Forgiveness without Repentance

I see today a beautiful evangelical Christian religious awakening in America. Recent political events have caused Americans to face crisis, to look within ourselves. And the deep sense of the problems have caused many to look out for a basic faith, something that will make things right, something that will anchor us back in a the sheltered harbor of the justice and morality and goodness for which we long.

But I think many of us want forgiveness without repentance.

I sense this so much as I try to establish relationships with my white brethren in the South. I find that they want my relationship, but they want more to quickly forget the brutality and the injustice that their people put upon many of us in the name of Christianity. And that’s the frightening part.

Ours is not a story of bitterness–it is a story of love and the triumphs of the God of love. But it is a story carved out of the realities of violence and poverty, ending not in some sugar-coated sense of brotherly love but in the deep conviction that only the power of Christ’s crucifixion on the cross and the glory of his resurrection can heal the deep racial wounds in both black and white people in America.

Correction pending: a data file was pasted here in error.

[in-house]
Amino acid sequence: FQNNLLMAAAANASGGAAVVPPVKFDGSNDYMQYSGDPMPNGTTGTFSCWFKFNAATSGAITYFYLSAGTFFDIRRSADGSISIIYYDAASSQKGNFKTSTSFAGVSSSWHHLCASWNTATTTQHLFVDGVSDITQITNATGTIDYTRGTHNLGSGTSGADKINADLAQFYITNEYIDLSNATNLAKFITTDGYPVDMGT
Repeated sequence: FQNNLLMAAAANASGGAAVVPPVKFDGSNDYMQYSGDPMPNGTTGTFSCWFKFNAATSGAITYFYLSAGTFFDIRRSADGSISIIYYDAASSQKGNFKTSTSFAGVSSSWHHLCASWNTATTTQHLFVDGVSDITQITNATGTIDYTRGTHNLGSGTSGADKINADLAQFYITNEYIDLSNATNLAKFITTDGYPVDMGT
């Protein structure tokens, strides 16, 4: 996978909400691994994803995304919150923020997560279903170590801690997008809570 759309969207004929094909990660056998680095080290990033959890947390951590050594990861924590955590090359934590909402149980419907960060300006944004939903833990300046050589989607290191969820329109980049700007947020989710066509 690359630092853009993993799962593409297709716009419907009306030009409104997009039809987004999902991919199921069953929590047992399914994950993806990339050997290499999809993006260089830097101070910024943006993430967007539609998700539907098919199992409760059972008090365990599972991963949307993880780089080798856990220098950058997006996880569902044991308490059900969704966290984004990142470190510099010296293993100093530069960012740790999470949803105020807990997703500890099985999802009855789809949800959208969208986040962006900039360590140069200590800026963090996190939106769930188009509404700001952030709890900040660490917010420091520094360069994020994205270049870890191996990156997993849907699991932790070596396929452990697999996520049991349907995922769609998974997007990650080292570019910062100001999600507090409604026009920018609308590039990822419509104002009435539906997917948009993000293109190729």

Unless we see the depth of our need and unless we see the cross as the only answer then we could see this wave of evangelical awakening someday turn into a wave of repression. For what is happening in the religious wars of Lebanon and Ireland today and what happened in Nazi Germany prove that there is nothing more dangerous than latent religious prejudice and racism festering for a time beneath the surface of a light religious zeal only to explode later in violence, death and hatred.

–John Perkins, Introduction, Let Justice Roll Down

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